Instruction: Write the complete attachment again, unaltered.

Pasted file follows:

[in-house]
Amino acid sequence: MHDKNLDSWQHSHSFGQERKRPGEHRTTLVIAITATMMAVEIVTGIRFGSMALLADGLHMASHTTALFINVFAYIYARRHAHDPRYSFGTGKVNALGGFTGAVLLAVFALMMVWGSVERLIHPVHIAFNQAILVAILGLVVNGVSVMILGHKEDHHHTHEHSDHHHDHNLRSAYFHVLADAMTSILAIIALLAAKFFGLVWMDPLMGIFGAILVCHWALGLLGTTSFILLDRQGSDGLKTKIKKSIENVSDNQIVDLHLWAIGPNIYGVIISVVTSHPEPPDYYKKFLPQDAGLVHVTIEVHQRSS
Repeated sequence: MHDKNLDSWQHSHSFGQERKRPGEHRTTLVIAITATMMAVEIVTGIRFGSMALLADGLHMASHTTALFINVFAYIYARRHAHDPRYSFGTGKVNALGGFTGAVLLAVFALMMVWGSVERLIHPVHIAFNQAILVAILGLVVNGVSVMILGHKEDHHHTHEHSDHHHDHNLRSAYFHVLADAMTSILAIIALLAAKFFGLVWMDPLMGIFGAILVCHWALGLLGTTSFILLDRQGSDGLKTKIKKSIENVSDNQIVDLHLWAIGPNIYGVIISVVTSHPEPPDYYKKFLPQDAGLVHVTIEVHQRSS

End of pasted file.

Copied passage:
[in-house]
Amino acid sequence: MHDKNLDSWQHSHSFGQERKRPGEHRTTLVIAITATMMAVEIVTGIRFGSMALLADGLHMASHTTALFINVFAYIYARRHAHDPRYSFGTGKVNALGGFTGAVLLAVFALMMVWGSVERLIHPVHIAFNQAILVAILGLVVNGVSVMILGHKEDHHHTHEHSDHHHDHNLRSAYFHVLADAMTSILAIIALLAAKFFGLVWMDPLMGIFGAILVCHWALGLLGTTSFILLDRQGSDGLKTKIKKSIENVSDNQIVDLHLWAIGPNIYGVIISVVTSHPEPPDYYKKFLPQDAGLVHVTIEVHQRSS
Repeated sequence: MHDKNLDSWQHSHSFGQERKRPGEHRTTLVIAITATMMAVEIVTGIRFGSMALLADGLHMASHTTALFINVFAYIYARRHAHDPRYSFGTGKVNALGGFTGAVLLAVFALMMVWGSVERLIHPVHIAFNQAILVAILGLVVNGVSVMILGHKEDHHHTHEHSDHHHDHNLRSAYFHVLADAMTSILAIIALLAAKFFGLVWMDPLMGIFGAILVCHWALGLLGTTSFILLDRQGSDGLKTKIKKSIENVSDNQIVDLHLWAIGPNIYGVIISVVTSHPEPPDYYKKFLPQDAGLVHVTIEVHQRSS